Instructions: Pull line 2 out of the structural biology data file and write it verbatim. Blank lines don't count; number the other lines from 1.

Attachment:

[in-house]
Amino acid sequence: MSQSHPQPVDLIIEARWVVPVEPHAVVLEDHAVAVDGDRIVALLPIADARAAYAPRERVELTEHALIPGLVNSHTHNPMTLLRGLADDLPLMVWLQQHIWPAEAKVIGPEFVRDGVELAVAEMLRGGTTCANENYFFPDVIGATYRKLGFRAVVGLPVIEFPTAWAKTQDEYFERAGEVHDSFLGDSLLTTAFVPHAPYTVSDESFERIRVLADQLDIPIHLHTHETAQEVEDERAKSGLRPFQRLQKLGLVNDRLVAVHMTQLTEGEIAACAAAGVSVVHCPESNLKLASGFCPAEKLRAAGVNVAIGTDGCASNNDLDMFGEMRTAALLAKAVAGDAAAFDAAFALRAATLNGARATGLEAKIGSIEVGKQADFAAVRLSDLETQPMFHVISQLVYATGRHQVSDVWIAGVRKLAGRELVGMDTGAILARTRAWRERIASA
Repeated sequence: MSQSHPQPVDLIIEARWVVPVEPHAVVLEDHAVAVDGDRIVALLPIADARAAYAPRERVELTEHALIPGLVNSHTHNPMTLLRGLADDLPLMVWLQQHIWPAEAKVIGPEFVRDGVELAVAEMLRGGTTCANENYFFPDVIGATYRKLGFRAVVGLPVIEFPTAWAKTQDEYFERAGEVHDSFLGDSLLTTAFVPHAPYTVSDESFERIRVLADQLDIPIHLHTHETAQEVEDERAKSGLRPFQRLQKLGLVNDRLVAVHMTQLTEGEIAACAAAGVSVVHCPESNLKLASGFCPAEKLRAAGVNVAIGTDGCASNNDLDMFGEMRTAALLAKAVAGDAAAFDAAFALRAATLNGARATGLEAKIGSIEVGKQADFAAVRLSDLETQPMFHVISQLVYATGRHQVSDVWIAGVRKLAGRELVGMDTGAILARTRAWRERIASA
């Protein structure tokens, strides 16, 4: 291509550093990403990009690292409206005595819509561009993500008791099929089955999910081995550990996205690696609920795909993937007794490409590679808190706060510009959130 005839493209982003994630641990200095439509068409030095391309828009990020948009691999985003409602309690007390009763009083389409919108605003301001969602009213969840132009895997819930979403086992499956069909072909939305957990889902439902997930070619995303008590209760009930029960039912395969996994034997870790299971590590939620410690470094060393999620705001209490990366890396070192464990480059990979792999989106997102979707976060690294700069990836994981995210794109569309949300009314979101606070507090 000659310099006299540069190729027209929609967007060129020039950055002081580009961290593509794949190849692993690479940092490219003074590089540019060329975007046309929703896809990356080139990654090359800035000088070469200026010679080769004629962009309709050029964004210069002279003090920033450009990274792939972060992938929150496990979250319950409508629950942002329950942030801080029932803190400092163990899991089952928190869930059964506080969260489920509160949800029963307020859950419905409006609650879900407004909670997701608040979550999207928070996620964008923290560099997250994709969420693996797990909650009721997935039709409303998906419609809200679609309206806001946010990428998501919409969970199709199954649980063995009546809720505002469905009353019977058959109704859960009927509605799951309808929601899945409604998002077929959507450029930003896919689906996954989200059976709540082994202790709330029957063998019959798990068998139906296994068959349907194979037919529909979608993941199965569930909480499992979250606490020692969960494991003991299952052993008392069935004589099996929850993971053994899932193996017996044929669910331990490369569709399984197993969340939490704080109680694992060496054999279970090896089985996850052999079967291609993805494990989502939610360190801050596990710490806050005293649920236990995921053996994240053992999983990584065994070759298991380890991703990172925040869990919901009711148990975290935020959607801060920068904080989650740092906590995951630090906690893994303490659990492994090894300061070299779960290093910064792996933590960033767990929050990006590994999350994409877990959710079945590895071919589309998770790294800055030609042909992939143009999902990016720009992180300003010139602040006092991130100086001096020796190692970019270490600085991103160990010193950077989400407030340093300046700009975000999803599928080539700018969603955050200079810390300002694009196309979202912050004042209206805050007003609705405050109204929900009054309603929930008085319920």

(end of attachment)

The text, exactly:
Amino acid sequence: MSQSHPQPVDLIIEARWVVPVEPHAVVLEDHAVAVDGDRIVALLPIADARAAYAPRERVELTEHALIPGLVNSHTHNPMTLLRGLADDLPLMVWLQQHIWPAEAKVIGPEFVRDGVELAVAEMLRGGTTCANENYFFPDVIGATYRKLGFRAVVGLPVIEFPTAWAKTQDEYFERAGEVHDSFLGDSLLTTAFVPHAPYTVSDESFERIRVLADQLDIPIHLHTHETAQEVEDERAKSGLRPFQRLQKLGLVNDRLVAVHMTQLTEGEIAACAAAGVSVVHCPESNLKLASGFCPAEKLRAAGVNVAIGTDGCASNNDLDMFGEMRTAALLAKAVAGDAAAFDAAFALRAATLNGARATGLEAKIGSIEVGKQADFAAVRLSDLETQPMFHVISQLVYATGRHQVSDVWIAGVRKLAGRELVGMDTGAILARTRAWRERIASA